Jean-Baptiste and I have been frequenting local ice cream shops on a regular basis this summer. What better thing is there to do? In Montreal, ice cream shops are abundant, and good, home-made ice cream is not hard to come by. A couple months ago, early in our budding relationship, we went to a place close to my house call Chez Roberto. It's an Italian restaurant that sells gelato and sorbets. Jean-Baptiste ordered pear and lemon sorbet, one scoop of each in a little dish. I don't remember what I got as my choices paled in comparison, but I vaguely remember tasting cherry and chocolate and peach - and although it may sound good, it was not a winning combination. We ate our gelato (and sorbet) in a near-by park with children climbing on brightly coloured play equipment and splashing through fountains. It was a perfectly gorgeous, early summmer day. I finished my ice cream, which was good, but nothing compared to what was happening next to me. Jean-Baptiste was staring fixedly at his cup while vigorously spooning sorbet into his mouth, grunting and slurping with pleasure. He was generous enough to share, and, oh wow! The lemon flavour was so precise, so fresh, so lemon. The pear so sweet, so soft, so pear. When he finished, he immediately announced he wanted more, and we returned for another cup of lemon and pear to share.
This got me thinking of lemon sorbet. Then I remembered a recipe for lemon sherbet in Jamie Oliver's Italian cookbook that didn't require an ice cream maker. But what's the difference between sorbet and sherbet, you may be asking yourself? Sorbets are "smooth, creamless ice creams made from a sugar syrup base." Sherbets are "made by adding a little bit of cream to a sorbet base." This small amount of cream creates that slightly fizzy taste in your mouth when you eat it. The following recipe does require three to four hours - something I hardly seem to have these days - but it is easy easy easy. It just requires you to spend 6 bucks on mascarpone and about 2 bucks on lemons. (Don't worry, the mascarpone keeps for a LONG time, giving you plenty of time to make tiramisu, another item on my list.) The sugar and water you have on hand, I assume. Although it took me three weeks to organize myself and make the sherbet, I finally did it, and ooh boy, it was worth it!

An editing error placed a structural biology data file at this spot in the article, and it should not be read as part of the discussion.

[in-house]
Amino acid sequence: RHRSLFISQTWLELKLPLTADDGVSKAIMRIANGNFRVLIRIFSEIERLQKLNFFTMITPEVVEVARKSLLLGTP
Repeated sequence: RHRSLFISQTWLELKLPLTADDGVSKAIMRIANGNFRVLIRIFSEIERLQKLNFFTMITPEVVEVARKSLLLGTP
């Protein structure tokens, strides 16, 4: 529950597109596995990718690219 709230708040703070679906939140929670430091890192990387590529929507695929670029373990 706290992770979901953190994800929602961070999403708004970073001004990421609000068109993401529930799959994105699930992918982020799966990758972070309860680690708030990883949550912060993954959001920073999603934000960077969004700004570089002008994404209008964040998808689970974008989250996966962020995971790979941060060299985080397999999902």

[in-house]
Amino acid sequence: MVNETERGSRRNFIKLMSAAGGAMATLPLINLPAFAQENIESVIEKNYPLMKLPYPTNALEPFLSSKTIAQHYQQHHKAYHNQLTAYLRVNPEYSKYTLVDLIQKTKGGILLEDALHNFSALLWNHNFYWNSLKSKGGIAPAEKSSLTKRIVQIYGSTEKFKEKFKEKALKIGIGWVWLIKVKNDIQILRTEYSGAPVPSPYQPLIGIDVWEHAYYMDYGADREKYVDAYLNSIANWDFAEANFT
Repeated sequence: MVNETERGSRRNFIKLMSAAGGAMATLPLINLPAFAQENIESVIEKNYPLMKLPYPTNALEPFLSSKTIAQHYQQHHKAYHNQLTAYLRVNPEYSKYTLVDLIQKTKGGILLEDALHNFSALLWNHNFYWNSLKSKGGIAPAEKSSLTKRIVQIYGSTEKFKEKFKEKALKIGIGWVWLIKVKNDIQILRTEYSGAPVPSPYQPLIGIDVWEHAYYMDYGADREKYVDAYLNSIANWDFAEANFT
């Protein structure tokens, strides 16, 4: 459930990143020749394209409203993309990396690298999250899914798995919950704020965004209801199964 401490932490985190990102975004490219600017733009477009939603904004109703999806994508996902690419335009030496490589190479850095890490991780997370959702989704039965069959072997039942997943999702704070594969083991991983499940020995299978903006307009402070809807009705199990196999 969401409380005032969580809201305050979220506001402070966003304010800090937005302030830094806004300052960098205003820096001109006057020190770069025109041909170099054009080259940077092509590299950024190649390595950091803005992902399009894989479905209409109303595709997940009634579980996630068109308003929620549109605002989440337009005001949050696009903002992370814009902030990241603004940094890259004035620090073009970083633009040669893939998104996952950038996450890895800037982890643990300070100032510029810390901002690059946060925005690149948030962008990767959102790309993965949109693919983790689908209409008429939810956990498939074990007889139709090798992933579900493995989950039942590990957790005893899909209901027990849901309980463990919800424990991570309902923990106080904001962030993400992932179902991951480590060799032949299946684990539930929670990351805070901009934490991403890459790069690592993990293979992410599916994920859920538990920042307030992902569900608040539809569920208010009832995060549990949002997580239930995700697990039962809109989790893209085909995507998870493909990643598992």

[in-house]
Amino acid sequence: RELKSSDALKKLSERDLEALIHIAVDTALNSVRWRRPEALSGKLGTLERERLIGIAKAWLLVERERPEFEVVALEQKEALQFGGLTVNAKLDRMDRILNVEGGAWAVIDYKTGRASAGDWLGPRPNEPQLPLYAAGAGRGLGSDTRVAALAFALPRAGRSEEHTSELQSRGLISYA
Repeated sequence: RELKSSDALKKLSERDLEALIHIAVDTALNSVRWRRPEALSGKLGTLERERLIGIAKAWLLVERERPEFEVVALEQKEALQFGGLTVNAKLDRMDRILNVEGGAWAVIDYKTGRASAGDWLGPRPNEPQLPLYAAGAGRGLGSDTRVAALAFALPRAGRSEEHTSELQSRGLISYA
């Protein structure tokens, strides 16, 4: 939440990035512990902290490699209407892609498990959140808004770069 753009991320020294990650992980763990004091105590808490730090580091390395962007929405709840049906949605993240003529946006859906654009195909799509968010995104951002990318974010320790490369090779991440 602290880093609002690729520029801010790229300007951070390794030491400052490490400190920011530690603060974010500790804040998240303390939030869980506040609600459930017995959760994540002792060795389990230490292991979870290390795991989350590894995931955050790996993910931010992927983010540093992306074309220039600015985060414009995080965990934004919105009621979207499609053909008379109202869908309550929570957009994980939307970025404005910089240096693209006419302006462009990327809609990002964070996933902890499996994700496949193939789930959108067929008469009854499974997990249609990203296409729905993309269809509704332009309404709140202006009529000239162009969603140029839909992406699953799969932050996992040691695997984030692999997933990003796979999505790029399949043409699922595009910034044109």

Sorbetto di limone
special lemon sherbet
Adapted from Jamie's Italy
This recipe makes a tart, but sweet, very lemon-tasting sherbet. It's perfectly perfect for the summer. And doesn't require a fancy ice cream maker!
1 C sugar
1 C water
1 C lemon juice
zest of 1 lemon
1 heaping tablespoon of mascarpone
- Pre-freeze a shallow dish, a sauce pan, or a pyrex baking dish.
- Put the sugar and water into a pan and bring to a boil, then let simmer for 5 minutes. The liquid will be clear and slightly syrupy.
- Take it off the heat and let it cool for 15 minutes.
- Add the lemon juice and zest.
- Add the mascarpone and whisk until it's all incorporated. The mixture will be milky.
- Taste your syrup to see whether you need to adjust the lemon or sweetness. How much lemon juice and sugar you use will depend on your lemons.
- Pour the syrup into your pre-frozen dish and put it in the freezer. Let it sit for an hour.
- After an hour, stir the sherbet, forking up any frozen bits. The outside will freeze first so make sure you run your fork or spoon around the outside.
- Wait another hour and stir again.
- Wait another hour and stir again.
- Then let it be for another hour and it's ready to serve!
- The sherbet will keep in the freezer covered in plastic wrap or with a lid for 3 days before it starts to crystallize.
- Stirring is very important as that is what gives the sherbet a smooth texture.